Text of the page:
Over the past week, many readers and writers have weighed in about the now infamous anonymous contribution in an ad ran by the campaign of Travis Childers. Was this a mistake? Yes. Was this the first or last time this will happen in politics? No. What has happened is a great opportunity to discuss the merits of a "fair tax" has started to slip away.
A local high school student's death in a tragic hunting accident has brought out the best in many of those who knew him -- and many who didn't.
Spencer Perkins; local teachers; Columbus City Council; and U.S. Rep. Travis Childers
As a rule I am anything but valiant. However, when writing an opinion to the newspaper, it is a point of honor to put on my big-girl pants and sign my name.
Travis Childers, our Congressman from the 1st District, says in his TV ad, "I've done what I said I'd do."
At the beginning of a workshop on small newspapers last week, everyone was asked to stand, introduce themselves, say where they were born, where they are now and what would be the job of their dreams, if not newspapering.
One of the joys of the newspaper business is we're inundated with spam e-mail on a daily basis -- and during a heated election season, much of it is political.
I read with interest the comments made by District Attorney Forrest Allgood regarding the testimony given by Jim Kitchens at the sentencing hearing of Quintez Hodges. I know nothing about the case of Quintez Hodges. According to what I have read in the paper, Quintez Hodges is most likely a dangerous man, and he deserves punishment for his crimes.
I have been appalled by the number of reckless comments that have been attached to the story about Quintez Hodges' appeal. Some comments border on the hysterical. Some may have been uttered in ignorance. I suspect that more than a few were the product of malice. The comments call for an immediate response.
As we pause today in honor of POW/MIA Remembrance Day, I would like to focus your thoughts on this ostentatious gathering.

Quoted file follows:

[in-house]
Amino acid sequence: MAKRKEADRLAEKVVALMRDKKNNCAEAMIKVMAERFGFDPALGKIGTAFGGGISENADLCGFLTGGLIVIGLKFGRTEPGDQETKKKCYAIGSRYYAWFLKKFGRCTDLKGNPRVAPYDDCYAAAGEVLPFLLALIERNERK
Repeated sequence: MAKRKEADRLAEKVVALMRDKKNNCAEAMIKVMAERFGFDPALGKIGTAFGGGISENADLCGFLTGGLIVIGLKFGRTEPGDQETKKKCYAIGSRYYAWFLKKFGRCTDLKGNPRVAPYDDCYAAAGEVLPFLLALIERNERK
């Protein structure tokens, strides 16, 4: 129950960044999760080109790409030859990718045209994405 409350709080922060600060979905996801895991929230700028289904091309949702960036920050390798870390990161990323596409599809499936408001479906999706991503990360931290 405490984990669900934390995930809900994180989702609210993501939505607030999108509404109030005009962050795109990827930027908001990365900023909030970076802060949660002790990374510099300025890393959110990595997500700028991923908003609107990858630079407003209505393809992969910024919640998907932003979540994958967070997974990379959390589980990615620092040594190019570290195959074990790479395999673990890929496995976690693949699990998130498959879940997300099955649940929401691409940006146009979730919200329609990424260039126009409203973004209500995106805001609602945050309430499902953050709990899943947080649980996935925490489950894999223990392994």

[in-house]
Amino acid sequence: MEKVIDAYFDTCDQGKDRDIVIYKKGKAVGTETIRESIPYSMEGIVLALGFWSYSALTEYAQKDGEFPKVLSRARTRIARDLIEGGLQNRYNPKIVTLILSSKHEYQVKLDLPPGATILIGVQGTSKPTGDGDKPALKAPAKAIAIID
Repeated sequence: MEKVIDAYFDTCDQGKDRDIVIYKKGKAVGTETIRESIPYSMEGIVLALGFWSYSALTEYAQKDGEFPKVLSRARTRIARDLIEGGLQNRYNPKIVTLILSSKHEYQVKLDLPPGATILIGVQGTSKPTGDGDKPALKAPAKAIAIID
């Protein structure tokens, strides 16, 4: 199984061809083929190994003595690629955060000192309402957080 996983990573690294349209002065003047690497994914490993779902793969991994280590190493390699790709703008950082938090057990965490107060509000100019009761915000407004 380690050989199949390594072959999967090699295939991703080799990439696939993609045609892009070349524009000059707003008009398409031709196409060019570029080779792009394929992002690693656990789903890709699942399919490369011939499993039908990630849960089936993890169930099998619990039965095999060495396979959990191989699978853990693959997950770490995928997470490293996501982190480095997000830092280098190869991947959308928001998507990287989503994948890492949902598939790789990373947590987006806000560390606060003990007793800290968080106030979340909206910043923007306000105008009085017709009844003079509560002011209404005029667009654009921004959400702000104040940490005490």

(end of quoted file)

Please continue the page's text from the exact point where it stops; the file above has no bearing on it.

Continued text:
A year ago, Kaila Morris' room was adorned with clouds and carousels and all things girly. Two weeks later, as Kaila's family talked to the media about her disappearance, her room remained just as she left it.
I have been appalled by the number of reckless comments that have been attached to the story about Quintez Hodges appeal. Some comments border on the hysterical. Some may have been uttered in ignorance. I suspect that more than a few were the product of malice. The comments call for an immediate response.
The economy may have slowed things down, but the PACCAR engine plant -- the newest and one of the biggest feathers in the region's industrial cap -- is suddenly humming along. The company, which has typically remained guarded about what's happening inside its Lowndes County plant, said Monday it has already produced more than 1,000 engines at the facility.
I miss the old ways. I really do.
How many hometowns does Tennessee Williams have? Clarksdale, New Orleans, Provincetown, Mass., and Columbus all have a claim on the playwright and all hold literary events in his honor.
My predecessor once told me that "you can go from the highest of highs to the lowest of lows." He was oh so right with that statement. It's just something about getting into a person's pocketbook that brings out a different side of them that you've never met before.
On behalf of United Way of Lowndes County, we would like to say a huge thank you to all the companies and volunteers who made our "Day to Care" possible on Sept. 9.
On Aug. 21, I was a passenger on Delta Flight 174 from Atlanta to Amsterdam with my final destination being Berlin where I was to visit my son for two weeks.
As ironic as it sounds, some local inmates can thank getting locked up for giving them a jump start on their education.
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